What Are the Benefits of Giving Up Coffee for Green Tea?

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Coffee and green tea have different flavors but similar health benefits. Insomnia, jitters, anxiety and other green tea side effects resemble those of coffee as both beverages contain caffeine. Tea, however, is significantly lower in caffeine and gentler on the digestive system.

Green tea provides less caffeine than coffee but has similar health benefits.
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Green tea provides less caffeine than coffee but has similar health benefits. When consumed as part of a balanced diet, it may lower your risk of cardiovascular disease and certain types of cancer.

Is Caffeine Good for You?

Drinking either coffee or green tea gives you a boost of energy. But you don't need to consume them for practical purposes as they taste delicious. Your drink of choice depends largely on what flavor you prefer. For some people, the taste of green tea can be too bitter.

Both beverages are acidic, according to the American Dental Association. Therefore, they may damage the tooth enamel when consumed regularly. Furthermore, both coffee and green tea contain caffeine, which has its share of side effects.

Coffee's and green tea's side effects are largely due to this compound. Caffeine tops the list as the most popular psychostimulant worldwide and is most commonly consumed from coffee, according to a January 2015 study published in Current Neuropharmacology.

When you drink caffeine, you feel more alert and focused. That can be helpful if you're trying to study or work until late. This stimulant will also fuel your workouts and ward off fatigue.

Read more: 14 Legit Ways Coffee Can Boost Your Health

As the American Council on Exercise points out, caffeine may benefit strength and endurance athletes when consumed in moderate amounts. For example, it can boost your energy when performing compound exercises like the bench press as well as during a short 60-second bike sprint.

Since both coffee and green tea contain this stimulant, the benefits of caffeine will be the same, regardless of which beverage you choose. Each drink provides different amounts of caffeine, though. An 8-ounce cup of green or black tea delivers 30 to 50 milligrams of caffeine, while the same amount of coffee has 80 to 100 milligrams, according to the Food and Drug Administration (FDA).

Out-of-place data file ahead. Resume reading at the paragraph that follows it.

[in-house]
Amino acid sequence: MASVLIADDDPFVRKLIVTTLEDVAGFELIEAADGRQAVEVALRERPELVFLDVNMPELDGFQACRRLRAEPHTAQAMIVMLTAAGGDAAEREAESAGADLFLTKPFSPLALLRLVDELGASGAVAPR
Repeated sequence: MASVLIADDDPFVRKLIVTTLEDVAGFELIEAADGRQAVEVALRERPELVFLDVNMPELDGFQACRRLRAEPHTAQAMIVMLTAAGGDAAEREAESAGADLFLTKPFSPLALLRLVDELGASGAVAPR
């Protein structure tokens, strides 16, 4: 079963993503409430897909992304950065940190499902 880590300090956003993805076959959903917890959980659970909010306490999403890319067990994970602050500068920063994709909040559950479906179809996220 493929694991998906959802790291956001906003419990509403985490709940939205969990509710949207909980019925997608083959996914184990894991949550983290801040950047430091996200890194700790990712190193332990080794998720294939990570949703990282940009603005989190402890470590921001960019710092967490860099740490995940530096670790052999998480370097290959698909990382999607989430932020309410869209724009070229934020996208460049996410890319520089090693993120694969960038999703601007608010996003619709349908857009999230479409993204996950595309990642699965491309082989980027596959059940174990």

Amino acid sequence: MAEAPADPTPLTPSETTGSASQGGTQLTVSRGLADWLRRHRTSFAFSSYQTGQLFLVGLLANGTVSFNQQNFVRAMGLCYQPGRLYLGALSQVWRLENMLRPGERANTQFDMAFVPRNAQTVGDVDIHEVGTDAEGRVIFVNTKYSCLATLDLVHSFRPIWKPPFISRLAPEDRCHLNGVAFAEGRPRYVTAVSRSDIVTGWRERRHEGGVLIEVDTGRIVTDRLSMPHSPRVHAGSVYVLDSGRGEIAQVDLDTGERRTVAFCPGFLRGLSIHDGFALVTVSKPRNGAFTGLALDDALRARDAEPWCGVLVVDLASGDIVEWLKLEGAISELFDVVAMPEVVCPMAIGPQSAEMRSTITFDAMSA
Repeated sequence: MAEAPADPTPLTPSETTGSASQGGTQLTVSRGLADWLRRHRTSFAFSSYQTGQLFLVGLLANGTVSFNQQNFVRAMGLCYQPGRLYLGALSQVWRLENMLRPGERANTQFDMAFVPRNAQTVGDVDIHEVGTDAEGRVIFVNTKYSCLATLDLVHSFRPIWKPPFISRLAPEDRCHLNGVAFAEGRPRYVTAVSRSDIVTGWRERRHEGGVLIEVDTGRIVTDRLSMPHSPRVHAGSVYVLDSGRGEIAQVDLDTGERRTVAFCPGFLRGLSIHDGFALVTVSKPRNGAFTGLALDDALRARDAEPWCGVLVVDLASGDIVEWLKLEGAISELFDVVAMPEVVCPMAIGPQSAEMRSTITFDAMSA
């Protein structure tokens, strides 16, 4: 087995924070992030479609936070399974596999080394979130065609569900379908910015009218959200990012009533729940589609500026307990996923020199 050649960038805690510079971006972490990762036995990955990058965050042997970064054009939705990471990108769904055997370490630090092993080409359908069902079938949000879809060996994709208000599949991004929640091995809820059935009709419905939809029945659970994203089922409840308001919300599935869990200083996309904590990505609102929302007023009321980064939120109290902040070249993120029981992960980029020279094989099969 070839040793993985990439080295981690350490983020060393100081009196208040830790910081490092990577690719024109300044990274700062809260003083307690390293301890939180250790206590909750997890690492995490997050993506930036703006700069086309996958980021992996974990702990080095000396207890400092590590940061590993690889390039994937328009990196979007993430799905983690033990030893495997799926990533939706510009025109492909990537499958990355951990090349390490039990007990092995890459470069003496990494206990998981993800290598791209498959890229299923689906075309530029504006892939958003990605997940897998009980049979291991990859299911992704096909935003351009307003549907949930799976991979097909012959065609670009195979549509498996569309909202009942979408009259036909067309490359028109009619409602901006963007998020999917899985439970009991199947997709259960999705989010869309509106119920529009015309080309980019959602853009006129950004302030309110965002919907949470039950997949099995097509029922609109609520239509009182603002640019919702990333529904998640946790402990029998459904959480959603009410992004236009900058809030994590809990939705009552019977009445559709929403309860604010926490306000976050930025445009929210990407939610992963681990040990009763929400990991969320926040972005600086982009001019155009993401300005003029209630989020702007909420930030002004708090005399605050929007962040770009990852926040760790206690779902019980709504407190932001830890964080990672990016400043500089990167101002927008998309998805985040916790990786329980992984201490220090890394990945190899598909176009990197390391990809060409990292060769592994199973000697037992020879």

Green Tea Side Effects

The amount of caffeine in each drink depends on the type of coffee bean or tea leaf and the brewing process. There are also different types of coffee drinks, such as espresso and latte. While caffeine has numerous health benefits, it can be dangerous when consumed in large doses. Approximately 400 milligrams is the most you should have in a day, states the FDA, but those who are sensitive to stimulants might need less.

Green tea's side effects are milder than those of coffee since there is less caffeine. When consumed in excess, coffee may cause jitters, anxiety, nausea and heart palpitations. If you're a coffee drinker and experience these symptoms, consider switching to green tea. It has almost half the amount of caffeine, which means that its side effects are less noticeable.

Drinking a moderate amount of coffee is healthy, but green tea has unique benefits. A January 2016 study published in the International Journal of Cardiology has found that drinking just one cup of green tea per day lowered the risk of heart attacks. Subjects who drank 10 cups per day had lower LDL (the "bad") cholesterol levels than those who drank fewer than 3 cups per day.

Read more: 9 Ways You're Doing Coffee All Wrong — and How to Get It Right

Benefits of Coffee and Tea

Caffeine isn't the only substance responsible for the health benefits of coffee and green tea. These beverages are rich in antioxidants and other bioactive compounds with therapeutic action. Harvard Health Publishing explains that catechins and epicatechins might be responsible for many of the health benefits of green tea.

Flavonoids, such as catechins and other antioxidants, are naturally occurring compounds found in plants. When consumed as part of a healthy diet, they may help reduce inflammation and prevent plaque buildup on the artery walls.

The benefits of coffee don't necessarily come from caffeine. According to a July 2017 research paper published in Planta Medica, decaffeinated coffee may have beneficial effects similar to those of regular coffee.

You might want to switch from coffee to tea or vice-versa because of the taste or caffeine content, but there is some evidence that these drinks have slightly different health benefits due to their unique nutritional content.

For example, a January 2018 study published in the European Journal of Epidemiology has found that men who drank large amounts of tea had a lower risk of cardiovascular disease and some cancers. Interestingly, the same was not true for women, who benefited more from coffee.

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